Tuesday, January 1, 2013

The Hermit Card Reversed

A few weeks ago I did an online one card tarot reading. I drew the Hermit reversed. I don't recall exactly what was said but I agreed with it. Not being able to put it into words later, I visited another site to get the following summary.

1) Opposite: If we take "opposite" to mean the negatives of the card then we can view the reversed card as all the evil stereotypes of hermits. The mean old man, isolated, misanthropic, paranoid. In this instance, isolation does not bring insights and epiphanies, but rather turns the person sour and against the world. We might well get reversed Hermit for men like the Unabomber, using their isolation to formulate crimes and destruction. Other opposite of the Hermit is the Fool. Such as a teacher who uses his position to do foolish or childish things rather than to impart wisdom and insights. Either way, this is not a trustworthy teacher or sage.

2) Blocked: The power of the Hermit - his energy - is in his lantern. The Hermit has keen insight, and an ability to see what is hidden to others, to look beneath the surface. If this is blocked, then we might well say that the Hermit's lantern has been shuttered. It offers no light and the Hermit is left in darkness. Thus, if reading this card as blocked, a reader might say to a querent that they are having trouble shedding light on a problem, or that they're alone in the dark in this situation. To get out, they must find a way to rekindle their lantern. The lantern is emblematic of their keen mind, sharp eye, and analytical abilities. Though currently in darkness, the hermit has the means to shed light on things if he'll just rekindle his lantern.

3) Upside-down: the most telling thing about the Hermit upside-down is that he loses his lantern. This is similar to the blocked interpretation, only worse. In the blocked interpretation the lantern can be re-illuminated. But upside-down, the lantern is gone. The Hermit is totally in the dark...and all alone. He has lost all ability to find his way and is going to have to stumble on home if he can. I would see this extreme example in the case of people having some mental problems - they can't concentrate, they can't think, they can't remember or see things clearly anymore. An elder who is foolishly giving away his money, for example, might well be a Hermit reversed. A once wise and canny old fellow who seems to have completely lost his lantern, his ability to make intelligent decisions. ==================================================================================== I am no Unabomber but I am once again struggling with misanthropy. A writer who helped me get past my misanthropy and alienation was Robert Heinlein but I now have trouble remembering how he did that. Can't recall the chapter and verse that lifted my spirits and improved my attitude. But I liked Robert Heinlein and for a while he was a literary father figure. I was also inspired by Joseph Campbell who said more or less, that the human condition does not change very much. Life today is not much different from Shakespeare's time or Biblical times. Same plots played out by different characters. Joseph Campbell. Good man.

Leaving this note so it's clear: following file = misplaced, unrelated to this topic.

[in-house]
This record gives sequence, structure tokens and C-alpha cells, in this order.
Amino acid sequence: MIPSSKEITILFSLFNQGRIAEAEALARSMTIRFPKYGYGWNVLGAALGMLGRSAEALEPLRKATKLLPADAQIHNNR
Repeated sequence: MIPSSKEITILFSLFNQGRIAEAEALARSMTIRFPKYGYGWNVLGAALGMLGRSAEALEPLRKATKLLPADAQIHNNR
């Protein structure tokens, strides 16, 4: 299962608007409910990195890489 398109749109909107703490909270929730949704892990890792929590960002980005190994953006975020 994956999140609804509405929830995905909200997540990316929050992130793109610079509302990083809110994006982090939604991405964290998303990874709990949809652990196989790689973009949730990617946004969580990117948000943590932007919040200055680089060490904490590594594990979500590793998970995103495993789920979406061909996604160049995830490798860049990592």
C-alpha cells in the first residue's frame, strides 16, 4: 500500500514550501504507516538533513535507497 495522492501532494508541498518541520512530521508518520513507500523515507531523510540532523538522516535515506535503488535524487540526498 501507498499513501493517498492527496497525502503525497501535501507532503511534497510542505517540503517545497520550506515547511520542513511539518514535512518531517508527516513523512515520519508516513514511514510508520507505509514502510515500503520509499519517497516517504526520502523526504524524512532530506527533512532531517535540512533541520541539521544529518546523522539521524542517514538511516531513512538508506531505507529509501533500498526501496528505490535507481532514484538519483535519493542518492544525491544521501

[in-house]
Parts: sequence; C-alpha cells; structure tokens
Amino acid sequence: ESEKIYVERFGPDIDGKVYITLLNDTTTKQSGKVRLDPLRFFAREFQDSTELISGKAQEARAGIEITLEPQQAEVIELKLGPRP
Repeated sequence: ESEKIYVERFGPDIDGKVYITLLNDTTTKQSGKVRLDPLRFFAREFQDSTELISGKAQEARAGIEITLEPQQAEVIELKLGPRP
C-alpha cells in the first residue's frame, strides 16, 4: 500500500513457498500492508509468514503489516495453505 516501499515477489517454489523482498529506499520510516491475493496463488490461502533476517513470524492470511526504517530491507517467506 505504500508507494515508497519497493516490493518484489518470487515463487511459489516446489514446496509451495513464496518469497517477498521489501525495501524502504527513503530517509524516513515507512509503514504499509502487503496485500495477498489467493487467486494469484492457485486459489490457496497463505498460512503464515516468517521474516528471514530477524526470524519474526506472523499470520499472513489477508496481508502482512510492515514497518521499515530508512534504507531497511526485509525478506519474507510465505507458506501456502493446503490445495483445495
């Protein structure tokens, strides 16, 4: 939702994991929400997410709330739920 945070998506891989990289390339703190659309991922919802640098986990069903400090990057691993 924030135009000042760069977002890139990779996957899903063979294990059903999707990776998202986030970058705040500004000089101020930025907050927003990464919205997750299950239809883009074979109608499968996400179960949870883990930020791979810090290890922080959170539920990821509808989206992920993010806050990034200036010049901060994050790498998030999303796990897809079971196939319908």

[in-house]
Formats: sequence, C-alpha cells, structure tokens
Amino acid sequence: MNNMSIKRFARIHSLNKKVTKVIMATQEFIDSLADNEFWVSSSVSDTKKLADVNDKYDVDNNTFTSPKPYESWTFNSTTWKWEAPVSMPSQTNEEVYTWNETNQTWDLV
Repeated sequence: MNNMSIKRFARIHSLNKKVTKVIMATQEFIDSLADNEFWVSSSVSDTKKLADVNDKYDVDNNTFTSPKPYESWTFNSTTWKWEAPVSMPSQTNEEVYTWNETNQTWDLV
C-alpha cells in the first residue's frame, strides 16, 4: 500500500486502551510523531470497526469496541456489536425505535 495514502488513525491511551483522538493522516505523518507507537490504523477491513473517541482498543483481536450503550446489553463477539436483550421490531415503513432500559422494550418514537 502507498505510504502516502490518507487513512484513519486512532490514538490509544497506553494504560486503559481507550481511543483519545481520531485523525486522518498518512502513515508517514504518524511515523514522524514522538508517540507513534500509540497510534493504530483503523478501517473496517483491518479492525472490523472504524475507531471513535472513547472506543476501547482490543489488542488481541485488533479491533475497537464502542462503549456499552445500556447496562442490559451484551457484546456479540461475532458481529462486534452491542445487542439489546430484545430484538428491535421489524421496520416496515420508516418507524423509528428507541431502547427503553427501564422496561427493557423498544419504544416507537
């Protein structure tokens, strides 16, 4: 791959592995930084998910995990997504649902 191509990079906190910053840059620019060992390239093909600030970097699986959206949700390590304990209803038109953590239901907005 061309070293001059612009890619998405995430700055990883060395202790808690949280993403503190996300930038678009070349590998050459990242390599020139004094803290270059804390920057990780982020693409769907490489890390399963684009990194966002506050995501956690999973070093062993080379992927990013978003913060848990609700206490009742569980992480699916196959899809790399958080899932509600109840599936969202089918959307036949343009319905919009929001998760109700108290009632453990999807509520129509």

But more than literary figures, friends have always helped me through my periods of alienation. I have had good friends over the years. Great friends. The people whom I considered my friends all had one thing in common. They all had active bullshit detectors.

I am by nature cynical but I don't like to be cynical all of the time. It's draining. It's immoral. We have to root root root for the home team and for humanity and for truth and justice. It's not always easy.

I always bonded with coworkers who shared my suspicions of management. I allied myself with people who were suspicious of authority and the purveyors of bullshit. The world was a frighteningly silly place but we the enlightened saw through the folly. Together, we prevailed.

If a person has a hardon for Barack Obama, that person's bullshit detector is broken. Some of my best friends have broken bullshit detectors. They drank the Kool-Aid. They pledged their allegiance to their cult leader. I am not necessarily surprised that close friends would succumb to the tricks of a wily mountebank. But I will never cease to be amazed that they fell for the cheesiest snake oil salesman America has ever produced.

I could understand friends being seduced by Lyndon Larouche or Scientology or the next generation of the Manson Family. But Barry Soetoro? Surely you jest. But there is no jest and I will not awaken from this "Invasion of the Body Snatchers" nightmare.

 Some of my very best friends (to say nothing of almost my entiire family) have gone Jonestown on me. It's not that I dislike these people but you can't really talk to a cult member. Not for very long. Their fundamentalism kills communication and soon you will be bombarded with loyalist talking points. The bullshit detector is broken.

This hermit gig has its disadvantages. But if you have ever looked into the eyes of an old friend who has gone Jonestown and all you can do is bite your lip and stop yourself from screaming, "I knew him when he was human! I knew him when he had a bullshit detector!" you will come to realize that socialization is often overrated.

Hermit card reversed? I'll take it.

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